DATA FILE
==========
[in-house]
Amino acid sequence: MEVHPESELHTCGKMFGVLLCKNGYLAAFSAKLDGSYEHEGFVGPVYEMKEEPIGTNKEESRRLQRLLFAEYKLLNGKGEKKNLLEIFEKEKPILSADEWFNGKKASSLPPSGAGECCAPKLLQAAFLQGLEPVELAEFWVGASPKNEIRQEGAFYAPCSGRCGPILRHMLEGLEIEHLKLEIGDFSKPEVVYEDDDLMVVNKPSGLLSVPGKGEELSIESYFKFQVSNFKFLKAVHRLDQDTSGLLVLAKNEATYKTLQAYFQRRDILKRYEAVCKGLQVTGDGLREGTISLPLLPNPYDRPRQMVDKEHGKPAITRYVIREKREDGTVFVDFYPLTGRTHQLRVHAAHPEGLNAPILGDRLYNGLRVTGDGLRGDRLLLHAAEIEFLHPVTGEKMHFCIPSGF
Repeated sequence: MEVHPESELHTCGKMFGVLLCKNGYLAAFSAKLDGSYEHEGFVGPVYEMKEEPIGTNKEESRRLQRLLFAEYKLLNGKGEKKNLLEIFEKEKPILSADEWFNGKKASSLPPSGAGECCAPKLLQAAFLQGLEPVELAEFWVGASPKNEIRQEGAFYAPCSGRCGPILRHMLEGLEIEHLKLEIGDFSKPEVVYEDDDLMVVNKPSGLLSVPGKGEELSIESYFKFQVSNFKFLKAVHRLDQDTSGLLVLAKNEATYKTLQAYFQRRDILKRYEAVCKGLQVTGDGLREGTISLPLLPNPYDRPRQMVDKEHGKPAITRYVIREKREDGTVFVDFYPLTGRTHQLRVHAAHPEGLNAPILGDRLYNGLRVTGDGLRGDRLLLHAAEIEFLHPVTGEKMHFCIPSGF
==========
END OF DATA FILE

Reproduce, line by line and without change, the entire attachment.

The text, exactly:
[in-house]
Amino acid sequence: MEVHPESELHTCGKMFGVLLCKNGYLAAFSAKLDGSYEHEGFVGPVYEMKEEPIGTNKEESRRLQRLLFAEYKLLNGKGEKKNLLEIFEKEKPILSADEWFNGKKASSLPPSGAGECCAPKLLQAAFLQGLEPVELAEFWVGASPKNEIRQEGAFYAPCSGRCGPILRHMLEGLEIEHLKLEIGDFSKPEVVYEDDDLMVVNKPSGLLSVPGKGEELSIESYFKFQVSNFKFLKAVHRLDQDTSGLLVLAKNEATYKTLQAYFQRRDILKRYEAVCKGLQVTGDGLREGTISLPLLPNPYDRPRQMVDKEHGKPAITRYVIREKREDGTVFVDFYPLTGRTHQLRVHAAHPEGLNAPILGDRLYNGLRVTGDGLRGDRLLLHAAEIEFLHPVTGEKMHFCIPSGF
Repeated sequence: MEVHPESELHTCGKMFGVLLCKNGYLAAFSAKLDGSYEHEGFVGPVYEMKEEPIGTNKEESRRLQRLLFAEYKLLNGKGEKKNLLEIFEKEKPILSADEWFNGKKASSLPPSGAGECCAPKLLQAAFLQGLEPVELAEFWVGASPKNEIRQEGAFYAPCSGRCGPILRHMLEGLEIEHLKLEIGDFSKPEVVYEDDDLMVVNKPSGLLSVPGKGEELSIESYFKFQVSNFKFLKAVHRLDQDTSGLLVLAKNEATYKTLQAYFQRRDILKRYEAVCKGLQVTGDGLREGTISLPLLPNPYDRPRQMVDKEHGKPAITRYVIREKREDGTVFVDFYPLTGRTHQLRVHAAHPEGLNAPILGDRLYNGLRVTGDGLRGDRLLLHAAEIEFLHPVTGEKMHFCIPSGF